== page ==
Submitted on Tue 21 Sep 2021
Whilst engaging with a potential candidate pool via a relentless Instagram campaign may feel cutting edge, history has shown us that innovation, ironically, is nothing new when it comes to recruitment.
Whilst people may not have always used a recruitment agency to do it, people have been looking to engage with other people with a very particular set of skills (as Liam Neeson so succinctly put it) since the dawn of time.
So here are three of the most innovative recruitment campaigns in history.
Julius Caesar c60BC Recruitment Campaign
JC did a fair bit in his time. From conquering what was then pretty much the known world, ending democracy in the roman empire and even spawning a Shakespeare play, he also devised the world’s first finder’s fee.
Although his status as one of the forefathers of the recruitment industry is often overshadowed by his other, more mainstream, achievements (such as being arguably one of the most gifted political and military leaders of all time for instance), JC’s contribution to recruitment shouldn’t be overlooked.
As the Roman Empire expanded so too did its need for soldiers.
As it covered numerous and more distant lands, its demand for soldiers to protect and win them increased. The Empire was faced with a bottleneck to its expansion in the form of an inability to attract suitable applicants (sound familiar?). So, in 60BC (approximately 2062 years before the invention of LinkedIn), JC announced that any soldier who recommended another man who was subsequently recruited into the army, would receive a finder’s fee in payment. Apparently the scheme was a massive success; the army grew, the empire expanded and Julius Caesar affirmed his place in the recruitment hall of fame.
Veni, vidi, tirocinium = I came, I saw, I recruited
British Intelligence Services c1942 Recruitment Campaign
It’s difficult to understate the importance of the efforts of Alan Turing and his team at Bletchley Park.
It’s also quite difficult to understate the irony of how the society that Turing had played such a significant part in saving, then went on to persecute him due to his sexual orientation. Sadly, following years of vilification, imprisonment and chemical castration, Turing committed suicide by eating a poisoned apple.
The method used to recruit the team, of which Alan Turing was a part of is an amazing example of guerrilla recruitment that shows as much innovation as the methods the team used in their work.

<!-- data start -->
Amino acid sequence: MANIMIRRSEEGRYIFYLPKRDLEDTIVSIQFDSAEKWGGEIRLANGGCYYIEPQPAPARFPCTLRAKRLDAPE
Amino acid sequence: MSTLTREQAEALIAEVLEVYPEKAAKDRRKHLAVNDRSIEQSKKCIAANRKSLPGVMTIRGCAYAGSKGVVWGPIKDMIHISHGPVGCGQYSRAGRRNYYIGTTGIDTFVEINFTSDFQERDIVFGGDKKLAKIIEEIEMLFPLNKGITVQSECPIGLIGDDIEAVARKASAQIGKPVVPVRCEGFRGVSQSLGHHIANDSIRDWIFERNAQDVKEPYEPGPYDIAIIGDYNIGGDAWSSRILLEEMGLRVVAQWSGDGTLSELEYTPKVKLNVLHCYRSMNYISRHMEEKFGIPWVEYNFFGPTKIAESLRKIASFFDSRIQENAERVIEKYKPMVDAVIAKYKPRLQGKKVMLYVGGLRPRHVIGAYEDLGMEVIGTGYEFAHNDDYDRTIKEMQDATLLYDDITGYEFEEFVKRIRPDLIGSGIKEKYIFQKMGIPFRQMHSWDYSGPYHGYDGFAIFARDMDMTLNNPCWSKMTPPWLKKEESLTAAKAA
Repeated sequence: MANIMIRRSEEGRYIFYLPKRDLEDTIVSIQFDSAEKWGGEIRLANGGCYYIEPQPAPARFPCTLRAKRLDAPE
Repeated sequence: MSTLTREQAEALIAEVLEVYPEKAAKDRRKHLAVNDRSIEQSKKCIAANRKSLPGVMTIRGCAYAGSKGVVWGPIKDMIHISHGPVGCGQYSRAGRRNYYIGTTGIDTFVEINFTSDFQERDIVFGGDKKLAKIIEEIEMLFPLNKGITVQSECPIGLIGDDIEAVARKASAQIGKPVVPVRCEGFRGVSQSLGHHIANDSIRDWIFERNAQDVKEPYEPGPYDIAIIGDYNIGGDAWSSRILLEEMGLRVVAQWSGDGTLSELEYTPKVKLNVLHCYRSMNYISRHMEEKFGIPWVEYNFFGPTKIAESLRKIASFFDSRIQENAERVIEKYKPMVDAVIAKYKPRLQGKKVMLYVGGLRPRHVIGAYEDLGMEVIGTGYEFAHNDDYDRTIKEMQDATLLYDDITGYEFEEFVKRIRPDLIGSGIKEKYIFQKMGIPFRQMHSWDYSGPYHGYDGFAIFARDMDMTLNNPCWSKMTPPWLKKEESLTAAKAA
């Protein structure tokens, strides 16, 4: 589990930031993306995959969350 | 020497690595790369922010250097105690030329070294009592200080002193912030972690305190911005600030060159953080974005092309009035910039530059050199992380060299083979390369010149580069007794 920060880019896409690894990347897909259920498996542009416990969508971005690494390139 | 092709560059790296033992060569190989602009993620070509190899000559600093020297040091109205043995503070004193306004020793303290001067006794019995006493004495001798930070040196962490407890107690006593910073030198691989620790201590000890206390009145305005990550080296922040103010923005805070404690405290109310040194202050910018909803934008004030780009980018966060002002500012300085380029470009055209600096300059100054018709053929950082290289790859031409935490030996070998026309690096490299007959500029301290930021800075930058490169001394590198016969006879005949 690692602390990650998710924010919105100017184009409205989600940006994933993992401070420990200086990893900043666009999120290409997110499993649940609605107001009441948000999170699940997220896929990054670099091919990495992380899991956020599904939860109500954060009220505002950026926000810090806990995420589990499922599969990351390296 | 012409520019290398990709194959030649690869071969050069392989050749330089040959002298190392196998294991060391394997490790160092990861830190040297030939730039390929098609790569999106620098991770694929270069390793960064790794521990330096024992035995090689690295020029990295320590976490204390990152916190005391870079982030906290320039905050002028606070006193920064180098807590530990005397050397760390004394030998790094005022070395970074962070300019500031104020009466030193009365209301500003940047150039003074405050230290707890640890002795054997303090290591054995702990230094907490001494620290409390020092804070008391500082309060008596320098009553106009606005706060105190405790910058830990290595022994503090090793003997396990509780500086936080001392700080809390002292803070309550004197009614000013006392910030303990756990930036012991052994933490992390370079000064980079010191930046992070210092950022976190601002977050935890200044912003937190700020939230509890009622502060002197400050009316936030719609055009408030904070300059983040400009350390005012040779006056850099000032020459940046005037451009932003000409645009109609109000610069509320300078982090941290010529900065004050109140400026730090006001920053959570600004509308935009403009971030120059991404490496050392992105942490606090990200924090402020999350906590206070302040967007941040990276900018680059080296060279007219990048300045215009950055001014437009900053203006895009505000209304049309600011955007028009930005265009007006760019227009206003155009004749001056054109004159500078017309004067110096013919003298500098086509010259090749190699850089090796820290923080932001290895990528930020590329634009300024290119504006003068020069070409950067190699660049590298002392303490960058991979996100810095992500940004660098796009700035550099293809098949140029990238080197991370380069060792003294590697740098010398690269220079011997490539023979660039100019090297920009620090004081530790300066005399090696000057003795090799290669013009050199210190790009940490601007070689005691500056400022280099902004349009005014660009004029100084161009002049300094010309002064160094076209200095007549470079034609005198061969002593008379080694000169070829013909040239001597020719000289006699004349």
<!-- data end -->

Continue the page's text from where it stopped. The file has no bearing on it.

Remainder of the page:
The Germans were communicating via a seemingly unbreakable code called Enigma. The British needed to crack it. Their code breakers were unable to dent it and so MI5 embarked on a secret recruitment drive.
A key part of this drive was to find people who had a certain way of thinking.
They did this by posting a crossword puzzle that required extreme lateral thinking in the Times newspaper and advertised a prize for anyone who solved it. Anyone who claimed their prize, instead, found themselves being visited by MI5 and being offered a job at Bletchley Park.
The team consisted of collection of odd balls, all very different to the military types who made up most of the intelligence agency. The team was so diverse that Churchill, on visiting, said “"I told you to leave no stone unturned to get staff, but I had no idea you had taken me so literally."
This diverse team was so successful that they were attributed with shortening the war by 2 to 4 years and saving millions of lives. To say they won the war is an over statement, but only just.
The team that MI5 put together saved millions of lives, stopped the biggest slaughter in human history, spawned a movie with that guy from Sherlock Holmes, and (almost as an afterthought) pretty much invented the modern computer. As far as recruitment drives go this one could be the worlds most successful.
Google c2004AD Recruitment Campaign
In 2004 Google was ‘A’ search engine, not ‘THE’ search engine. There were lots to choose from and the thought that one would dominate the market so completely was an alien concept. Without one of the world’s most successful recruitment campaigns you could now be finding holes in the historical facts of this blog by ‘Yahooing’ them, but you’re not.
The team at Google knew that the way to market dominance was to hire the absolute best people on the market, Google engaged in a recruitment drive that targeted exactly the traits they were looking for in their company.
On the freeway they placed a plain white billboard with nothing on it but the words “(First 10 digit prime found in consecutive digits of e).com”
No company name, no logo, no sales pitch, no job ad, just a puzzle. To everyone but the people they were targeting it looked almost meaningless. Once solved, the puzzle took the genius to a web page on which there was another puzzle, then another and another.
After multiple layers of puzzles (none of which gave any hint as to where they were leading or why) it was finally revealed that the entire exercise had been a recruitment method of finding the smartest people in the world. Which was quickly followed by a job offer. Who could refuse?
Needless to say Google managed to hire some of the smartest people on the planet and as a result of this recruitment drive became one of the most valuable companies of all time. It’s all true, honestly. Go on Yahoo it.
So, there you have it, 3 of the most innovative and world changing recruitment campaigns in history. One of which helped spread the roman empire as far north as Britain, one of which saved millions of lives and one of which defined the Internet.
Your daily Insta post about your team get togethers doesn’t look so innovative now does it?
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